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District courts had jurisdiction over all civil and criminal matters in Alaska before statehood. Federal district judges were appointed as early as 1884. The entire territory had only one district, administered by a judge in Sitka, until 1903, when three districts were created with judges at Juneau, Saint Michaels, and Eagle City. The fourth district was added in 1909, and the four seats were placed in Juneau, Nome, Valdez (moved to Anchorage in 1943), and Fairbanks.

The areas served by these districts are as follows:

  • Juneau, District 1: Southeastern Alexander Archipelago and the cities of Ketchikan, Wrangell, Sitka, and Juneau.
  • Nome, District 2: North, including Nome and Barrow.
  • Anchorage, District 3: South, including Anchorage, Kodiak, and the Aleutian Islands.
  • Fairbanks, District 4: Central, including Fairbanks, Bethel, and Toksook Bay.

Since 1959 district court jurisdiction has been limited to minor civil and criminal matters such as issuing marriage licenses and arrest warrants, hearing misdemeanor cases, and acting as the temporary custodian of the property of deceased persons.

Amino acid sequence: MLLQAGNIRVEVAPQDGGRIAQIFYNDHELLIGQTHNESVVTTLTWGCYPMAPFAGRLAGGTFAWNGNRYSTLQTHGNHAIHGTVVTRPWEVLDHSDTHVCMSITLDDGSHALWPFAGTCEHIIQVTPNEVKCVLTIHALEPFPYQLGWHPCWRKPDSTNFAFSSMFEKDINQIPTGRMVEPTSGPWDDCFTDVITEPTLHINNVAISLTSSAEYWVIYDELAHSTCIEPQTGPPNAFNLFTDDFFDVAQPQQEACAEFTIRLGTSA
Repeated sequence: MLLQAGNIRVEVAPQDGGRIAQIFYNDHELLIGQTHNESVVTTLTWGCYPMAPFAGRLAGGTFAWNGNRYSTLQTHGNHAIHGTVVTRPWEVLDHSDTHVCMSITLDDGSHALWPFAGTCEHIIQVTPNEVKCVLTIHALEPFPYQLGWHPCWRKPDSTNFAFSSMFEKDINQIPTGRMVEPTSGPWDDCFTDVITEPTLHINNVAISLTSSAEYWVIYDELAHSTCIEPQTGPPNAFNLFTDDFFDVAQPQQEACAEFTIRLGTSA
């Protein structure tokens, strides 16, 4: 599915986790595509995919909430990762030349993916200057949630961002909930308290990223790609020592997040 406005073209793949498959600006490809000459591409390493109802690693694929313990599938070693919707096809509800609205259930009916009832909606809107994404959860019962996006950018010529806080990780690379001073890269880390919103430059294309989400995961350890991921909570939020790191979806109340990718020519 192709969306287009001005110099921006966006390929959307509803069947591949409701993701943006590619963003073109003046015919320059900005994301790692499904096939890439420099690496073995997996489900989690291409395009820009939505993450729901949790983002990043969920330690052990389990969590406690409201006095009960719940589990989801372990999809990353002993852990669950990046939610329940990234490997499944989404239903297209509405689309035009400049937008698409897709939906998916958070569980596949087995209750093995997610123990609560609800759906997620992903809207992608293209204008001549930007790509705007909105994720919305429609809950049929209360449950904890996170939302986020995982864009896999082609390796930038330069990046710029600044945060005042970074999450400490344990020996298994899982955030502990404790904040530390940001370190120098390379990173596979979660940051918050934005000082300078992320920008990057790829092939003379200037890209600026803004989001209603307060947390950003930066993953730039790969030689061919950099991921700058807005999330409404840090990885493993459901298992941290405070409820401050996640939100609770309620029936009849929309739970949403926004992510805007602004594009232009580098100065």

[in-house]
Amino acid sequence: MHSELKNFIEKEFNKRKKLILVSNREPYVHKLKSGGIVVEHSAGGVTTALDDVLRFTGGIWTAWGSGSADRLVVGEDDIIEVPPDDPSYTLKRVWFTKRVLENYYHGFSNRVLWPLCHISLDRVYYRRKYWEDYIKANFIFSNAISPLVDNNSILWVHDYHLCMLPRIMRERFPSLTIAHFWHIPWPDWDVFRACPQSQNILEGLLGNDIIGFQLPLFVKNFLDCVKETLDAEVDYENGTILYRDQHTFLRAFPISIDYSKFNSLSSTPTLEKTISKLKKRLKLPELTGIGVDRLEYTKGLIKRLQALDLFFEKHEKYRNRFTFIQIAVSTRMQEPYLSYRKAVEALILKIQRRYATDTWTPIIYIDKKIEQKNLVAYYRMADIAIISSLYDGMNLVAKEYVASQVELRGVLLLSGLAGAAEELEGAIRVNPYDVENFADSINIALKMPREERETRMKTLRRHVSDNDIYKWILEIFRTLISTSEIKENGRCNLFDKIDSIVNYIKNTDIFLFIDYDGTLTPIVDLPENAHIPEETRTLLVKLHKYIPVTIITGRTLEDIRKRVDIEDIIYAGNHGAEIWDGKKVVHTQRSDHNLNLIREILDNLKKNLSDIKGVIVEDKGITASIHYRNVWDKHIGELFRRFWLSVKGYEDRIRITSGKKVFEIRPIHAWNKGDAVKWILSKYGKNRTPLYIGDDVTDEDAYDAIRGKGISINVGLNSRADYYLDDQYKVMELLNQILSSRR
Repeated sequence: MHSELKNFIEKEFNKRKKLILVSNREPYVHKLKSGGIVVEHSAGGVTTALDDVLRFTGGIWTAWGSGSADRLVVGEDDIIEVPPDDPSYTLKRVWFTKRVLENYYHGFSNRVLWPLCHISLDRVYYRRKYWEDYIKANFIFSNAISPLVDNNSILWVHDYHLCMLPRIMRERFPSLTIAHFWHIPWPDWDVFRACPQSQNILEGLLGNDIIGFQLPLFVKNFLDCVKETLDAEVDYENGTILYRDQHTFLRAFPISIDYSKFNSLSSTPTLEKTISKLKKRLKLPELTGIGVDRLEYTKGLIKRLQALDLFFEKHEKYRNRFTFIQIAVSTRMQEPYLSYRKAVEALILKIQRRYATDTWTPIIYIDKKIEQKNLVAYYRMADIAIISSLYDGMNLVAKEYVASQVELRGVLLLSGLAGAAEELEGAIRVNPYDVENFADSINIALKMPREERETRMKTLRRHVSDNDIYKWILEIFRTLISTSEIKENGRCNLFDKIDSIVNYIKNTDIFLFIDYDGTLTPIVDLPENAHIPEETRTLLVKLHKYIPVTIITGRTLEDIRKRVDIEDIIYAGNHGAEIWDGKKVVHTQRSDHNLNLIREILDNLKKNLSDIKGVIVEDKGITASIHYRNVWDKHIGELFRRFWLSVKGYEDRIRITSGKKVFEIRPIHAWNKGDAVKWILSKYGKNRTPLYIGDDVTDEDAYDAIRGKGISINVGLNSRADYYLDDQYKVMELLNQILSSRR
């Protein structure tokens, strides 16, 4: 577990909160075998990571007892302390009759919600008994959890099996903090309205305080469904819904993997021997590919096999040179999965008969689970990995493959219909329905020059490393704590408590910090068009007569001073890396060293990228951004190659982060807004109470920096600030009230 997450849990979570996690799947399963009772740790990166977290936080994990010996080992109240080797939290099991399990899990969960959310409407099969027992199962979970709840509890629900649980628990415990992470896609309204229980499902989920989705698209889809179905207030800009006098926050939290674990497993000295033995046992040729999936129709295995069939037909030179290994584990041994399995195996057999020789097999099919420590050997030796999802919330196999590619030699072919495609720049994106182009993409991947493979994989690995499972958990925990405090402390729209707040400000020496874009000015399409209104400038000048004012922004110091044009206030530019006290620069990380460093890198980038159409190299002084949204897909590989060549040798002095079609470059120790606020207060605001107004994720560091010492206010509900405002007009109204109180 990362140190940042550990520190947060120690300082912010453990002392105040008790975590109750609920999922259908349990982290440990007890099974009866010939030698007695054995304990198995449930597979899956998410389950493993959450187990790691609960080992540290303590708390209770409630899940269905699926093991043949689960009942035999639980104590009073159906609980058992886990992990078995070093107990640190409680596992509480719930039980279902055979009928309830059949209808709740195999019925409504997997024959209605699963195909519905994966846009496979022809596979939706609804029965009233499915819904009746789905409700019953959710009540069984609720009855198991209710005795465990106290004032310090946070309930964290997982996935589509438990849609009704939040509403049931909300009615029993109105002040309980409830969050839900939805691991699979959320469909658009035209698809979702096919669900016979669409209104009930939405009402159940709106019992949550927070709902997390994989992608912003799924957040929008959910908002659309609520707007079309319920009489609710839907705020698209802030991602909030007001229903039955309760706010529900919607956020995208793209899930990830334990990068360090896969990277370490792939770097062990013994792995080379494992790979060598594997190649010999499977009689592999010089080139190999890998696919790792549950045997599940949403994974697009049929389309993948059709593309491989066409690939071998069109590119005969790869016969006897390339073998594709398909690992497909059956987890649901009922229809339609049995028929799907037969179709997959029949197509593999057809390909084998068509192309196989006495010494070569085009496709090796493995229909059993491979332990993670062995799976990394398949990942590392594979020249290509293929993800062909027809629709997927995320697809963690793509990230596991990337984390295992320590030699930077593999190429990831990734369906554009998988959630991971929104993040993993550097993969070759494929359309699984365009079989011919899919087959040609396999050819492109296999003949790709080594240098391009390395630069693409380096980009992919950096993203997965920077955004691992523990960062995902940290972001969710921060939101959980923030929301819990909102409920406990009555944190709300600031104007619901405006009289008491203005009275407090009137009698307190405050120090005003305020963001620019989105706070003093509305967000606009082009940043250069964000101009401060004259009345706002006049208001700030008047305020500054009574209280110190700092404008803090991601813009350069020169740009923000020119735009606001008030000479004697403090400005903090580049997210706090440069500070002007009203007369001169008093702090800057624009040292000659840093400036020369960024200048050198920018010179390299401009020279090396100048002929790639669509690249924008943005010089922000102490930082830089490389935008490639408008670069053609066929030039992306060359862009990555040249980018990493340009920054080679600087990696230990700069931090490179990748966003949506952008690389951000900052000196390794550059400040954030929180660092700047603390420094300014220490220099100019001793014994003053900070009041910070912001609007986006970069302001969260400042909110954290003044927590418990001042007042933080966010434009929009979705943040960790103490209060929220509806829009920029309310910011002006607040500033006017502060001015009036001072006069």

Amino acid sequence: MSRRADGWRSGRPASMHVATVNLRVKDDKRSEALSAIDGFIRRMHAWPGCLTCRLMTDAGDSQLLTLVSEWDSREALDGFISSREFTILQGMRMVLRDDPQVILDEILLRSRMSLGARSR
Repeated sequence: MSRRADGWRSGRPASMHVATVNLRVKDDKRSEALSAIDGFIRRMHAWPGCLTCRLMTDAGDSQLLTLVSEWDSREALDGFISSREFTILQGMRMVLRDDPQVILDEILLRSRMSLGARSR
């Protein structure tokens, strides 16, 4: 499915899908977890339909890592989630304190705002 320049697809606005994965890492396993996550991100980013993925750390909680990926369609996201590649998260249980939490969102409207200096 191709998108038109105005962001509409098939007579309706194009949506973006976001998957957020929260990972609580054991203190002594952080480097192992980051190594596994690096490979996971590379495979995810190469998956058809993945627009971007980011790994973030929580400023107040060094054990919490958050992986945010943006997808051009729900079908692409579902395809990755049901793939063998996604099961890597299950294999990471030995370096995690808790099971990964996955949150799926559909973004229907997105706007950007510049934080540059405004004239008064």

A superior court, a supreme court, and magistrate courts have also served Alaska since 1959.

The Family History Library does not have copies of any court records from Alaska. The Alaska State Archives has most of the territorial court records (except probate records) for the first district and some for the second and fourth districts. The archives has the court journals but not the complete case files for the first district.

The case files of the first district, the records of the third district (1900-59), and some miscellaneous records of the other districts are at the National Archives—Alaska Region. Copies of documents not at these two archives can be obtained by writing to the appropriate local clerk's office.

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  • This page was last modified on 10 July 2012, at 21:35.
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